When her miles added up, the community came together
LUSK - “It’s a small world” always seems particularly applicable to Wyoming and small towns, and this was never more apparent than at the benefit for Barb Rapp on May 5. That night, over 300 gathered from all across the state, and even across the region to show their support for Barb Rapp. A long-time fixture in Niobrara county, Barb raised her family in Lusk and has been a staunch supporter of Tiger athletics and extracurricular activities as a bus driver, chaperone and photographer. Decades of NCHS and middle school athletes have their athletic and activity careers documented thanks to Barb. She has driven hundreds of thousands of miles in her career getting students and coaches safely to their events and home again.
Rapp is a behind the scenes kind of person, always willing to lend a hand and help get things done. She has worked summers on grounds crews for the Town of Lusk being one of the workers that keeps the parks, cemetery and roadways looking neat and clean. She is independent and a hard worker that finds it more important that a job get done than who gets the credit for it.
Being that kind fo person, it was difficult for Rapp to let people know that she had been diagnosed with pancreatic cancer and would start treatment in the spring of 2023. When wrestling coaches Justen Miller and JD Wasserburger discovered Barb’s diagnosis they decided that the community needed to come together and host a benefit for her. JD enlisted the help of Verlene Matney and Shaylee Love also stepped up to help out. Once word got out donations came pouring in from all over the region. Various schools, athletic organizations, businesses and individuals from Wyoming, Colorado, South Dakota and Nebraska donated to help make the event a success. The Niobrara cattle women helped prepare and serve the taco bar meal.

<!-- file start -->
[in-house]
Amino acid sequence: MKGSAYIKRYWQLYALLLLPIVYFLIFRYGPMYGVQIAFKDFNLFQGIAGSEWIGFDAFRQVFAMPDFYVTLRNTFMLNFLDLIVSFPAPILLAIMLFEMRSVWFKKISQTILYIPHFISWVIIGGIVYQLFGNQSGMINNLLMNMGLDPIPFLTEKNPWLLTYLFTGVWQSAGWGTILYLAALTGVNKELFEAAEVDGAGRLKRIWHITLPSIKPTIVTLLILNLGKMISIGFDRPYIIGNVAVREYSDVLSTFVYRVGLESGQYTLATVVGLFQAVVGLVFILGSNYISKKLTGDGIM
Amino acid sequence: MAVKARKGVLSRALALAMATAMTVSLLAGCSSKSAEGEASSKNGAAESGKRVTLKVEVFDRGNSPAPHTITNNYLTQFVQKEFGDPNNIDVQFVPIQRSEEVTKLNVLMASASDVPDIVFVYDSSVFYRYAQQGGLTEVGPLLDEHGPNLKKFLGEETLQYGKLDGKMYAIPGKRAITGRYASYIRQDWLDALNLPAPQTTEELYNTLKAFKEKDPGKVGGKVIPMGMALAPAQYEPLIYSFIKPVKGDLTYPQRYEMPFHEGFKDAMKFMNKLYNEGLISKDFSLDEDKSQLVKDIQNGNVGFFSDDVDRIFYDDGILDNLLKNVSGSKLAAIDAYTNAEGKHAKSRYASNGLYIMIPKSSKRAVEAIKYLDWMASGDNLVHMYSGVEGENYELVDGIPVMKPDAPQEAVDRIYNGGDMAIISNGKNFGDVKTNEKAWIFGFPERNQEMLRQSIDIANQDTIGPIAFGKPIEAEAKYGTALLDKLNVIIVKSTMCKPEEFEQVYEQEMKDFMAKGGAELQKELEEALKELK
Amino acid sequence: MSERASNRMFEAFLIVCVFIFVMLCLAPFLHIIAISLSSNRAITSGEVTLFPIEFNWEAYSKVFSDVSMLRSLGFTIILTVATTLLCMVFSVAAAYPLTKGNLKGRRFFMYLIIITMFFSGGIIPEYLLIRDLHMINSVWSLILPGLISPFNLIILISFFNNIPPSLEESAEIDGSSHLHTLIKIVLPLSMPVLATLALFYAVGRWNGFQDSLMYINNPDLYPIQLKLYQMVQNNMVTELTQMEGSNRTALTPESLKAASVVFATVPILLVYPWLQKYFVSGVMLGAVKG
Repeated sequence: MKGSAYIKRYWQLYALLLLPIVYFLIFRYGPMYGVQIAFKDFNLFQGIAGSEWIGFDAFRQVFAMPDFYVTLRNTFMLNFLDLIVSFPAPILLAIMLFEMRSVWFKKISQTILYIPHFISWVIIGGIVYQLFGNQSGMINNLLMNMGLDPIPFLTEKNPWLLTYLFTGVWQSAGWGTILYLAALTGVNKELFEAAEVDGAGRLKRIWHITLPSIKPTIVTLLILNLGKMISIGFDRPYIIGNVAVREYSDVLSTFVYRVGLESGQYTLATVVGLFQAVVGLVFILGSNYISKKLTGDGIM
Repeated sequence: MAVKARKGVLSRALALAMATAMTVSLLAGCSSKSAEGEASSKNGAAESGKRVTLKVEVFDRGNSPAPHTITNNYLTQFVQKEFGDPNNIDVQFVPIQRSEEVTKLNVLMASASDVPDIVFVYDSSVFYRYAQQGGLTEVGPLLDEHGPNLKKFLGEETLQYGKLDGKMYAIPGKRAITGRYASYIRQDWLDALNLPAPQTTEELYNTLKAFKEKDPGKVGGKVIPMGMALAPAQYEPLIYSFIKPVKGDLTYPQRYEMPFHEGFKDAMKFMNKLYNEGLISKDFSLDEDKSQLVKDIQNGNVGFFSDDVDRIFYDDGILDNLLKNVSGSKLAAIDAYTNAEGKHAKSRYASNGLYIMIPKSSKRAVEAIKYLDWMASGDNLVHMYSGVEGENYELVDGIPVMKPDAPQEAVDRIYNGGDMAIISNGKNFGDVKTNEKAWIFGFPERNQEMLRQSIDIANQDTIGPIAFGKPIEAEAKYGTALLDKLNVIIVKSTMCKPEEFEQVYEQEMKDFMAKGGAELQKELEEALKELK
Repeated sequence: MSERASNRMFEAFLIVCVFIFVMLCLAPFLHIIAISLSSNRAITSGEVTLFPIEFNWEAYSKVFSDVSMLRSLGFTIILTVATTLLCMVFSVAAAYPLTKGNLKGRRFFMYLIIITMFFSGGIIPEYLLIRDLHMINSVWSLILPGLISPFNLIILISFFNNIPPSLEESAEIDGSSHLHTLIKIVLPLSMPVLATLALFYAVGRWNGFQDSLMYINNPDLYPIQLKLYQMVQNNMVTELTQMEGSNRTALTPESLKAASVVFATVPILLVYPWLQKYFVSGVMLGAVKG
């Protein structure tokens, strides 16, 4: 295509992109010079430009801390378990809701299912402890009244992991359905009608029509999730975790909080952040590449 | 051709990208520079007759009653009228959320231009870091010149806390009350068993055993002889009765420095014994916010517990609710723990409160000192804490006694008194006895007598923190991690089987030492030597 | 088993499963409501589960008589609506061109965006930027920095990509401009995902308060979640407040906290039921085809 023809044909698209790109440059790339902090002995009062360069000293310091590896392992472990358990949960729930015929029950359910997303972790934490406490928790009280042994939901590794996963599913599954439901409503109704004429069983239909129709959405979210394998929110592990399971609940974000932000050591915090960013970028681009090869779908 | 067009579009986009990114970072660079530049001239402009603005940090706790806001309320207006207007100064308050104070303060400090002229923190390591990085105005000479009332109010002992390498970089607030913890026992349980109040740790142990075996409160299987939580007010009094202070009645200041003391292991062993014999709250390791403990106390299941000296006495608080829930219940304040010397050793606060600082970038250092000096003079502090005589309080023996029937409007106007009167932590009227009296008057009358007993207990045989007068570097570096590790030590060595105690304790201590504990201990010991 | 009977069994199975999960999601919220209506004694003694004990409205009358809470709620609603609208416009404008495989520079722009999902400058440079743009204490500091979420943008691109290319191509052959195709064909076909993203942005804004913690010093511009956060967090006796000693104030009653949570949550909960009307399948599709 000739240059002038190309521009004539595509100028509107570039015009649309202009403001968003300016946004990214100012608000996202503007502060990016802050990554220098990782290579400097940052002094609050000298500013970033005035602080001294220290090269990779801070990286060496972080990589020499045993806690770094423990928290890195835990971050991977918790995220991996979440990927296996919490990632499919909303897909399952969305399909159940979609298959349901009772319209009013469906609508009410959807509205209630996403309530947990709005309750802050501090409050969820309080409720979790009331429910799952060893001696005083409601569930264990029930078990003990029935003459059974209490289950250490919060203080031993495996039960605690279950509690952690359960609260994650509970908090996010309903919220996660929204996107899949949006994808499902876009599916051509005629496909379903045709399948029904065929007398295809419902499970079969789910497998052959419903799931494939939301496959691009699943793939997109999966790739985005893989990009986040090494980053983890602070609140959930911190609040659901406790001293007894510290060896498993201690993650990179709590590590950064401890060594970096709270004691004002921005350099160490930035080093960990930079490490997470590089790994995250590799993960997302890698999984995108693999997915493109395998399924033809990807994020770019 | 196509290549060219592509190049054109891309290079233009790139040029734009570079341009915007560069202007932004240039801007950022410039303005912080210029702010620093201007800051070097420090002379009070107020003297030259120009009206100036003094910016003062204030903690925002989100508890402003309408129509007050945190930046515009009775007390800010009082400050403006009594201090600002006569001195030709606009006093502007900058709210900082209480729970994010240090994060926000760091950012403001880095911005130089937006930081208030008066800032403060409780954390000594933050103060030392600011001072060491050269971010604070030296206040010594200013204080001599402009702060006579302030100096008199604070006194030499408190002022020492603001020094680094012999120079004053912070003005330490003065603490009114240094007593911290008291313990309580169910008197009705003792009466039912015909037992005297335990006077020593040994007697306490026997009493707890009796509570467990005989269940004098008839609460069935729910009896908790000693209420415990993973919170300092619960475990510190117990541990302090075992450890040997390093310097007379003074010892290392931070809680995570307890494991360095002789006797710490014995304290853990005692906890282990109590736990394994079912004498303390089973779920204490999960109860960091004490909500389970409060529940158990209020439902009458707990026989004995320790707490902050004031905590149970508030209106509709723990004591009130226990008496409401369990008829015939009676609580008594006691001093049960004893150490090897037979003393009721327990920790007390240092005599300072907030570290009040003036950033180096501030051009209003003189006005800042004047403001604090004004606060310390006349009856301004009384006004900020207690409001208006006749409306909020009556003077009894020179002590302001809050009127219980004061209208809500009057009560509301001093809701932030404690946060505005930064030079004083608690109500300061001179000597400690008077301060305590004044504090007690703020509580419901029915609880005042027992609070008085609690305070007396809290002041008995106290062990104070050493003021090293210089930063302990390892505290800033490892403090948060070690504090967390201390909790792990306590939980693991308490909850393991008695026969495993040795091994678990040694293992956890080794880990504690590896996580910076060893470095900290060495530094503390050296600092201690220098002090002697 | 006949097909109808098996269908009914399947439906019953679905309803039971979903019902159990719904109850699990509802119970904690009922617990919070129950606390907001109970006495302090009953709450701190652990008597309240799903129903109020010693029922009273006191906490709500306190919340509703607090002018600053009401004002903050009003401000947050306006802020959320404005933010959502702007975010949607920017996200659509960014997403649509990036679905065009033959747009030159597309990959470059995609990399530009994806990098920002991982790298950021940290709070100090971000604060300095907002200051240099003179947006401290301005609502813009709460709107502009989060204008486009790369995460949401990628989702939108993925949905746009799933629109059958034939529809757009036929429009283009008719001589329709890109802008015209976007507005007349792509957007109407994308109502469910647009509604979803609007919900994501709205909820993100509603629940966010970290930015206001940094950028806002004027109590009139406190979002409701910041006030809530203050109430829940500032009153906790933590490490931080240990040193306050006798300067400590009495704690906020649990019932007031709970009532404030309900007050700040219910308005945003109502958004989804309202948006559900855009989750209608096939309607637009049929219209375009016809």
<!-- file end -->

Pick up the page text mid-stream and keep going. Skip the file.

When the evening closed out over $50,000 had been raised to help support Barb in her fight. The Niobrara Track and Field Team raised $850 just from selling cancer support bracelets, donating all of those funds to Rapp. Many of the live auction items brought thousands of dollars, the value being not in the item itself, but in the person receiving the funds.
Rapp was still overwhelmed over a week later when asked about the event. She knows she still has a long road ahead but has no doubt that an entire community, one that stretches across state borders and down every road she has driven, standing behind her.